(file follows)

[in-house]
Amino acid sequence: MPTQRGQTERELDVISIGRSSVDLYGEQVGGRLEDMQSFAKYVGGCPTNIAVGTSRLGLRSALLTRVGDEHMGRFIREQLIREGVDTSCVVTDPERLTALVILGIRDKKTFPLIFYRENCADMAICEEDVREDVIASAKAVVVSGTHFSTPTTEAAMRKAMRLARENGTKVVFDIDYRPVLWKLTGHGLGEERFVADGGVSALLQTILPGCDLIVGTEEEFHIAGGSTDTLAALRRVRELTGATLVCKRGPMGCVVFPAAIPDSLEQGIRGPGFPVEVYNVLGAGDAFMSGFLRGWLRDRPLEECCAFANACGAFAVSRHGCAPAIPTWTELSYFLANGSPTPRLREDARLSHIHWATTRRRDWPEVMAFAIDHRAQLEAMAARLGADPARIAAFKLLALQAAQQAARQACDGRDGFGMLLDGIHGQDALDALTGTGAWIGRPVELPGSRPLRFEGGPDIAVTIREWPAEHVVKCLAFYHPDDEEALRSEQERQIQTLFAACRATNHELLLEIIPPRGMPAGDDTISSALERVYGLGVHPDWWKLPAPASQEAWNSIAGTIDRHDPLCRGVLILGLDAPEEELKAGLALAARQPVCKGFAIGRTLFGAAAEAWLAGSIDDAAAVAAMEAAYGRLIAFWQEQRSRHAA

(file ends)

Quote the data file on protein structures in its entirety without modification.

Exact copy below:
[in-house]
Amino acid sequence: MPTQRGQTERELDVISIGRSSVDLYGEQVGGRLEDMQSFAKYVGGCPTNIAVGTSRLGLRSALLTRVGDEHMGRFIREQLIREGVDTSCVVTDPERLTALVILGIRDKKTFPLIFYRENCADMAICEEDVREDVIASAKAVVVSGTHFSTPTTEAAMRKAMRLARENGTKVVFDIDYRPVLWKLTGHGLGEERFVADGGVSALLQTILPGCDLIVGTEEEFHIAGGSTDTLAALRRVRELTGATLVCKRGPMGCVVFPAAIPDSLEQGIRGPGFPVEVYNVLGAGDAFMSGFLRGWLRDRPLEECCAFANACGAFAVSRHGCAPAIPTWTELSYFLANGSPTPRLREDARLSHIHWATTRRRDWPEVMAFAIDHRAQLEAMAARLGADPARIAAFKLLALQAAQQAARQACDGRDGFGMLLDGIHGQDALDALTGTGAWIGRPVELPGSRPLRFEGGPDIAVTIREWPAEHVVKCLAFYHPDDEEALRSEQERQIQTLFAACRATNHELLLEIIPPRGMPAGDDTISSALERVYGLGVHPDWWKLPAPASQEAWNSIAGTIDRHDPLCRGVLILGLDAPEEELKAGLALAARQPVCKGFAIGRTLFGAAAEAWLAGSIDDAAAVAAMEAAYGRLIAFWQEQRSRHAA